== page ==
The system for classifying types of albinism is based primarily on which mutated gene caused the disorder rather than how it’s manifested. Nonetheless, most types of albinism have some features that distinguish them from each other. Types of albinism include:

*Oculocutaneous albinism.
Oculocutaneous albinism is caused by a mutation in one of four genes. These mutations result in signs and symptoms related to vision (ocular) and those related to skin (cutaneous), hair and iris color.

Oculocutaneous albinism 1 is caused by a mutation in a gene on chromosome 11. Most people with this type of albinism have milky white skin, white hair and blue eyes at birth. Some people with this disorder never experience changes in pigmentation, but others begin to produce melanin during childhood and adolescence. Their hair may become a golden blond or brown. Their skin usually doesn’t change color, but it may tan somewhat. The irises may also change color and lose some of their translucence.

Oculocutaneous albinism 2
is caused by a mutation in a gene on chromosome 15. It’s more common in Sub-Saharan Africans and African-Americans than in other population groups. The hair may be yellow, auburn, ginger or red, the eyes can be blue-gray or tan, and the skin is white at birth. In people of African descent, the skin may be light brown, and in those of Asian or Northern European descent, the skin is usually white. In either case, the skin color is generally close to the family’s coloring, but little bit lighter. With sun exposure, the skin may over time develop freckles, moles or lentigines.
Oculocutaneous albinism 3 (rare cases) is caused by a gene mutation on chromosome 9 and has been primarily identified in black South Africans. People with this disorder usually have reddish-brown skin, ginger or reddish hair, and hazel or brown eyes.

Oculocutaneous albinism 4, caused by a gene mutation on chromosome 5, is a rarer form of the disorder generally presenting signs and symptoms similar to those of type 2. This type of albinism may be one of the most common forms among people of Japanese descent.

*X-linked ocular albinism.
The cause of X-linked ocular albinism, which occurs almost exclusively in males, is a gene mutation on the X chromosome. People who have ocular albinism have the developmental and functional vision problems of albinism. But skin, hair and eye color are generally in the normal range or slightly lighter than that of others in the family.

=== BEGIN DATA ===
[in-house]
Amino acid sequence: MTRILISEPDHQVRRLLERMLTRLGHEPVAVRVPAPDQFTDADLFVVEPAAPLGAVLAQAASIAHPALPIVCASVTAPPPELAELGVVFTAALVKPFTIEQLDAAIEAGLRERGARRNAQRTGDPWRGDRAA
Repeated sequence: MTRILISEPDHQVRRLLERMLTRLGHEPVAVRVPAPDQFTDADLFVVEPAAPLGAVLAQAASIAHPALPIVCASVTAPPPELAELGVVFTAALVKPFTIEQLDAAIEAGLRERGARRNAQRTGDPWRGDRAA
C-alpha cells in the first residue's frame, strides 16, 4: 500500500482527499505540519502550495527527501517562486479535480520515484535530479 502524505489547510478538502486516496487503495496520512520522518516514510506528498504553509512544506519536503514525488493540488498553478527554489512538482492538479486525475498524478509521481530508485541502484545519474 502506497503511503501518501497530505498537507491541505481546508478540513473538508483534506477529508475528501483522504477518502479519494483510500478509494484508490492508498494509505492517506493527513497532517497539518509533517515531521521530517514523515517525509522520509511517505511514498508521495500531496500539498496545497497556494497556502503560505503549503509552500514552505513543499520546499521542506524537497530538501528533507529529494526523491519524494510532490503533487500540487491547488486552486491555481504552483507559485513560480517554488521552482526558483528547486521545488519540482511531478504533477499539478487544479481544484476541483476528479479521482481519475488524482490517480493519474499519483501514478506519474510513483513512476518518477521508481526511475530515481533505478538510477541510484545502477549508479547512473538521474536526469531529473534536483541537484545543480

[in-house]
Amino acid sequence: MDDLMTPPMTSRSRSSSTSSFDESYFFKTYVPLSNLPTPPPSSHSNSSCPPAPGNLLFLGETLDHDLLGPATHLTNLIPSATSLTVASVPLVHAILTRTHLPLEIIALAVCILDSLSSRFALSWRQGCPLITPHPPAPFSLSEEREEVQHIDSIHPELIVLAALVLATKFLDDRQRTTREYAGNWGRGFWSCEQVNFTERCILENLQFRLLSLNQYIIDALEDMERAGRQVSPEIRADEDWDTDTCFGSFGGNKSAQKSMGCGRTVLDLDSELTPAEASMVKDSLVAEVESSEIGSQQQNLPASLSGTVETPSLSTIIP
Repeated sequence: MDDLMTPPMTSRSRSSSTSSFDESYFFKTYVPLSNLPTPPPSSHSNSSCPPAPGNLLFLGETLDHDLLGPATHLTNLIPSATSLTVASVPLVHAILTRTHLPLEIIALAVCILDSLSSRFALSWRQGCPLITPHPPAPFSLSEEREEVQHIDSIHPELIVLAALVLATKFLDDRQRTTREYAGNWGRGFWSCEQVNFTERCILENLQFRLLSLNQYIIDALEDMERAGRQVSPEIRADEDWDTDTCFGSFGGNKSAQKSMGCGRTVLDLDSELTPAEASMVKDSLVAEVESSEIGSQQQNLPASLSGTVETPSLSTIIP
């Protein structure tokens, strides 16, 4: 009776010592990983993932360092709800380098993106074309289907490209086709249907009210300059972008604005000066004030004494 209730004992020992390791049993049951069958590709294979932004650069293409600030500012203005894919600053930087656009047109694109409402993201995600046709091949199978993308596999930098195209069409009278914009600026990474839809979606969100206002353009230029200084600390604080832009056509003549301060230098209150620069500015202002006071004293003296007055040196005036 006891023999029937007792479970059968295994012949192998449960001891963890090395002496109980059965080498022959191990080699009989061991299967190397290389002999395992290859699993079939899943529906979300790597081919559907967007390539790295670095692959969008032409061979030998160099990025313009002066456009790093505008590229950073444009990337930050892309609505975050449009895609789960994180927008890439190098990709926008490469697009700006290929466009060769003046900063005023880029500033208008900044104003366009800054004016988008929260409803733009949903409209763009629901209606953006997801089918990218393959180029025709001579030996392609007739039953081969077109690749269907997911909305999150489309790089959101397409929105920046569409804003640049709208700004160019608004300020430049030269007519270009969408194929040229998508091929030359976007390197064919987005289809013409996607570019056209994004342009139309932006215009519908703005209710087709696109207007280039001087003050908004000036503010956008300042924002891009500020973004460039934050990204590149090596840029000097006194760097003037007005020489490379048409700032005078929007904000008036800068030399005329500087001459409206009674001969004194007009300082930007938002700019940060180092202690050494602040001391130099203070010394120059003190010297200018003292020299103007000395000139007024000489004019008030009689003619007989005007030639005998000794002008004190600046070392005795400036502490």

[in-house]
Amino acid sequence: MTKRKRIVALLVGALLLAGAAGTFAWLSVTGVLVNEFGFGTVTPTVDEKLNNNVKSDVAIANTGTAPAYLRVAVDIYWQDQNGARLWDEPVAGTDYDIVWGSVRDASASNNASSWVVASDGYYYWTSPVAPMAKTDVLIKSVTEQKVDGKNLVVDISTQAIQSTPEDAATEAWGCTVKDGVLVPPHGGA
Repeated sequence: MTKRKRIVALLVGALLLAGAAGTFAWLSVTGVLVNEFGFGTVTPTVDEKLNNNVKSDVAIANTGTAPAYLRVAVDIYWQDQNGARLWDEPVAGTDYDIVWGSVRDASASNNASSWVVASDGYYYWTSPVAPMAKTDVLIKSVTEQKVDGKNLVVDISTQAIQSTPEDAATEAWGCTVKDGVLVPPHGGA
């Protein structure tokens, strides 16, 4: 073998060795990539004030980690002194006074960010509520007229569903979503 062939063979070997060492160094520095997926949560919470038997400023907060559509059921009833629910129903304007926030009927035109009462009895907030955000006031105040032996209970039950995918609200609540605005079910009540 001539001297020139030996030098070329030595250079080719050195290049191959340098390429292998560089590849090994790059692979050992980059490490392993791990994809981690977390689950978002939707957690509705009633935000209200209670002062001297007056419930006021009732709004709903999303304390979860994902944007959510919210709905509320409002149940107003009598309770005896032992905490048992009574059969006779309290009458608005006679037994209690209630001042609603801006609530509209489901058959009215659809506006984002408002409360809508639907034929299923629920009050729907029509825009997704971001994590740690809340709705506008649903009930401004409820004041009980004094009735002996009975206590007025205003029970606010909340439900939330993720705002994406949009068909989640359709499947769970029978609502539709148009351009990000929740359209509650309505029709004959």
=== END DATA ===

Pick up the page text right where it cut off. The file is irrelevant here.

*Hermansky-Pudlak syndrome. Hermansky-Pudlak syndrome is a rare albinism disorder caused by one of at least seven mutated genes. People with this disorder have signs and symptoms like those of oculocutaneous albinism, but they also develop lung and bowel diseases and a bleeding disorder.

*Chediak-Higashi syndrome. Chediak-Higashi syndrome is a rare form of albinism caused by a mutation in a gene on chromosome 1. Signs and symptoms are also similar to those of oculocutaneous albinism. The hair is usually brown or blond with a silvery sheen, and the skin is usually creamy white to grayish. People with this syndrome have a defect with white blood cells that results in a susceptibility to infections.

Compliccations:
Complications of albinism include physical risks as well as social and emotional challenges.

*In physical terms, humans with albinism commonly have vision problems and need sun protection. But they also face social and cultural challenges (even threats) as the condition is often a source of ridicule, discrimination, or even fear and violence. Cultures around the world have developed many beliefs regarding people with albinism. This folklore ranges from harmless myth to dangerous superstitions that cost human lives. Cultural challenges can be expected to be vastly higher in areas where pale skin and light hair stand out more from the ethnic majority’s average phenotype.

*In African countries such as Tanzania  and Burundi, there has been an unprecedented rise in witchcraft-related killings of albino people in recent years. This is because albino body parts are used in potions sold by witchdoctors. Numerous authenticated incidents have occurred in Africa during the 21st Century. For example, in Tanzania, in September 2009, three men were convicted of killing a 14-year-old albino boy and severing his legs in order to sell them for witchcraft purposes.[19] Again in Tanzania and Burundi in 2010, the murder and dismemberment of a kidnapped albino child is reported from the courts, as part of a continuing problem.